How is endometriosis diagnosed? Endometriosis
can be suspected based on symptoms of pelvic pain
and findings during physical examinations in the
doctor's office. Occasionally, during a
rectovaginal exam (one finger in the vagina and
one finger in the rectum), the doctor can feel
nodules (endometrial implants) behind the uterus
and along the ligaments that attach to the pelvic
wall. At other times, no nodules are felt, but
the examination itself causes unusual pain or
Unfortunately, neither the symptoms nor the
physical examinations can be relied upon to
conclusively establish the diagnosis of
endometriosis. Imaging studies, such as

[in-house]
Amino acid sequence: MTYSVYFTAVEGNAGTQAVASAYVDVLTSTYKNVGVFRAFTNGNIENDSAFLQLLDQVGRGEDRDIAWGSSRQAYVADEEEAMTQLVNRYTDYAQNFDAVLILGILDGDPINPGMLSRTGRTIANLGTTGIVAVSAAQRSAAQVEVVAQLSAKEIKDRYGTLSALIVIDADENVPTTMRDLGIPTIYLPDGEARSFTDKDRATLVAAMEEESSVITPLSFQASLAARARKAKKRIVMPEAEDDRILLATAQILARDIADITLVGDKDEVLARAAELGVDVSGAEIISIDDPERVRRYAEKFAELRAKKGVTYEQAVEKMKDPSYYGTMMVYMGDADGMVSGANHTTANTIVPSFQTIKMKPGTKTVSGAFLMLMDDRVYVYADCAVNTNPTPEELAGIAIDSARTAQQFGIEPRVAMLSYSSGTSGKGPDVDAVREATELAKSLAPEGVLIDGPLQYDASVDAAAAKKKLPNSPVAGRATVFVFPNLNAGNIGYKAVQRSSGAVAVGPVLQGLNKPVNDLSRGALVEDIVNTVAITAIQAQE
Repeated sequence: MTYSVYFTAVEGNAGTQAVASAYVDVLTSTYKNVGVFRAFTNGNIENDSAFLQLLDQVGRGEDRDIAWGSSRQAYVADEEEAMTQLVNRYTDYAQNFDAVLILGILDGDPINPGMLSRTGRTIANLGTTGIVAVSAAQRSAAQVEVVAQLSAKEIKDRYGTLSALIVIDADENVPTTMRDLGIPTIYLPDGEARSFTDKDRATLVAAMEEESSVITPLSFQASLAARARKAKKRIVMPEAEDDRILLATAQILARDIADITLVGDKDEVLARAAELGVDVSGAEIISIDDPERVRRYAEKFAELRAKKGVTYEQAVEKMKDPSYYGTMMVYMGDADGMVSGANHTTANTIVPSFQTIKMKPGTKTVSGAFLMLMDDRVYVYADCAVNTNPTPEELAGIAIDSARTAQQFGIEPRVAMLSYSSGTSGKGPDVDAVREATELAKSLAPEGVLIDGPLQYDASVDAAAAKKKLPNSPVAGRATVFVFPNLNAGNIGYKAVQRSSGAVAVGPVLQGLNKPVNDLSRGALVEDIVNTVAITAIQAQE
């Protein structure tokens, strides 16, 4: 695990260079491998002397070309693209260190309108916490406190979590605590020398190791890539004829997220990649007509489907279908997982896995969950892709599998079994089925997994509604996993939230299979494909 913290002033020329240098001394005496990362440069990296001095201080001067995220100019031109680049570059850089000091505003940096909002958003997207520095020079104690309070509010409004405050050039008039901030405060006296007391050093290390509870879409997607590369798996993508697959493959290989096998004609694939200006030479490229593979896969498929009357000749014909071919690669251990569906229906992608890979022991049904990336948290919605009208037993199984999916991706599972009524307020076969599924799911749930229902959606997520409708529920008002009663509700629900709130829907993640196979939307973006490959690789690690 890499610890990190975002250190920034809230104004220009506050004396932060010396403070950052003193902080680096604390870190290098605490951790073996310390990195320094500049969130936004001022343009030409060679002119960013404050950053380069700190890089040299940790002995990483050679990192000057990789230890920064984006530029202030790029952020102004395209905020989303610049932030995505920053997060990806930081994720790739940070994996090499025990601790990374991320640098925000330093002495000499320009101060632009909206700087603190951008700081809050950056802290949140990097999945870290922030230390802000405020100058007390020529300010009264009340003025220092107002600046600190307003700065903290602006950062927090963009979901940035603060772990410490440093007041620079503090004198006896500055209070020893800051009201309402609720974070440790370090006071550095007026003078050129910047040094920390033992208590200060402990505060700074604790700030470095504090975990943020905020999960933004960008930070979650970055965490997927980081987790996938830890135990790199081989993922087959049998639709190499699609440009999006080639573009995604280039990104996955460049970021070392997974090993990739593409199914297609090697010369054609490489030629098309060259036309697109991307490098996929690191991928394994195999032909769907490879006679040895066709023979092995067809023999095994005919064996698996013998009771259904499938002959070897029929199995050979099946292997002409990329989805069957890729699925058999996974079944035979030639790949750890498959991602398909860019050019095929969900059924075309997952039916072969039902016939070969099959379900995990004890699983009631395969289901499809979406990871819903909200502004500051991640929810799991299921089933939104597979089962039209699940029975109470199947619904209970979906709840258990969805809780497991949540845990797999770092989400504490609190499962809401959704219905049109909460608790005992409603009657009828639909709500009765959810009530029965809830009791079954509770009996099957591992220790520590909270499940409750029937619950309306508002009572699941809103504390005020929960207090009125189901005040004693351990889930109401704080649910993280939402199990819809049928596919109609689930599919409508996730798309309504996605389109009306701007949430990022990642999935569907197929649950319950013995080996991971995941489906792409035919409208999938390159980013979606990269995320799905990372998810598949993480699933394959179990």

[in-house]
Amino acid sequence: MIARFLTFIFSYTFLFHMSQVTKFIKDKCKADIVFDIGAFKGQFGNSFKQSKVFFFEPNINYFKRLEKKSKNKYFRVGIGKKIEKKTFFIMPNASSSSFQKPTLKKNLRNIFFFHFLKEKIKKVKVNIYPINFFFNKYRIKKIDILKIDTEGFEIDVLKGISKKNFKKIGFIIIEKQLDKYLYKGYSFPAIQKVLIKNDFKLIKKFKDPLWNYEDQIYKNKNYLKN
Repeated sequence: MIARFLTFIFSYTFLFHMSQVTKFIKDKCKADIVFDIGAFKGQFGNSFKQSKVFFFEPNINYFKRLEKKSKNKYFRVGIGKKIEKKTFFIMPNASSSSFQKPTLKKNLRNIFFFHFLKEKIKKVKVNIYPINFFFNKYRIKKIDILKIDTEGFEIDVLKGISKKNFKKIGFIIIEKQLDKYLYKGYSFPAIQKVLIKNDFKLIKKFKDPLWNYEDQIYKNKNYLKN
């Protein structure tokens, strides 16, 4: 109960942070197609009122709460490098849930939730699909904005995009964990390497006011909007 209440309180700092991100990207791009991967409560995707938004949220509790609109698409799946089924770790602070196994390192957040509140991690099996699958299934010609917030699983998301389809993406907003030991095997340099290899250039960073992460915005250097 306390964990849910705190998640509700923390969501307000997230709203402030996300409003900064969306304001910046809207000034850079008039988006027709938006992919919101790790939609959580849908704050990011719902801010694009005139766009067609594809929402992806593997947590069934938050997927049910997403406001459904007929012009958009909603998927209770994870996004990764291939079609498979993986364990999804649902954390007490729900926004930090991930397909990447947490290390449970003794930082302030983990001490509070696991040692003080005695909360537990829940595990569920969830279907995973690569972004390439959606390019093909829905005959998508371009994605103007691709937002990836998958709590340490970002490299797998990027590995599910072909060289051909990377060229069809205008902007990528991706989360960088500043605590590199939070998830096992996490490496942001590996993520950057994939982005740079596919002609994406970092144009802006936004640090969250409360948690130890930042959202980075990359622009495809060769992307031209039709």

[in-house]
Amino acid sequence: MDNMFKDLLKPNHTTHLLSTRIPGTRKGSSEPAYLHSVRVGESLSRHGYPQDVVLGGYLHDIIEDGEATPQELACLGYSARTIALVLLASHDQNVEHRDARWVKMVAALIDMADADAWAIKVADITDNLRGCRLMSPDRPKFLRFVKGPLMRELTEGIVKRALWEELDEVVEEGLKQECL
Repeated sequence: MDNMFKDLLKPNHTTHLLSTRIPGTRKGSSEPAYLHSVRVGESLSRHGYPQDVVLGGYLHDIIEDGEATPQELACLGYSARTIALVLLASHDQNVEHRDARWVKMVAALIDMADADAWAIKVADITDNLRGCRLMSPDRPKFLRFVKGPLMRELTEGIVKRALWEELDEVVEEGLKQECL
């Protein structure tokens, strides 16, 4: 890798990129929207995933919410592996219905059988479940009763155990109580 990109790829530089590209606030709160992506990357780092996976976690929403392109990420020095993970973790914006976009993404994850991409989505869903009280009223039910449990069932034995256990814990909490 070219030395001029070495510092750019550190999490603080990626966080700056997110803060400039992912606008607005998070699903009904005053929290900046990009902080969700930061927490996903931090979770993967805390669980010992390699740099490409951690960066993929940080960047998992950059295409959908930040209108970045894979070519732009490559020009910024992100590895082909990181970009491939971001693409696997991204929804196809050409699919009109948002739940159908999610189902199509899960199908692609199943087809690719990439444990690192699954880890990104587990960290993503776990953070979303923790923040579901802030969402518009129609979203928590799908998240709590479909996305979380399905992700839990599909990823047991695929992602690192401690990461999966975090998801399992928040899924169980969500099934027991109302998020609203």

ultrasound, can be helpful in ruling out other
pelvic diseases and may suggest the presence of
endometriosis in the vaginal and bladder areas,
but still cannot definitively diagnose
endometriosis. For an accurate diagnosis, a
direct visual inspection inside of the pelvis and
abdomen, as well as tissue biopsy of the implants
are necessary.
As a result, the only accurate way of diagnosing
endometriosis is at the time of surgery, either
by opening the belly with large-incision
laparotomy or small-incision laparoscopy.
How is endometriosis treated? Endometriosis can
be treated with medications and/or surgery. The
goals of endometriosis treatment may include pain
relief and/or enhancement of fertility.
Medical treatment of endometriosis Nonsteroidal
anti-inflammatory drugs or NSAIDs (such as
ibuprofen or naproxen sodium) are commonly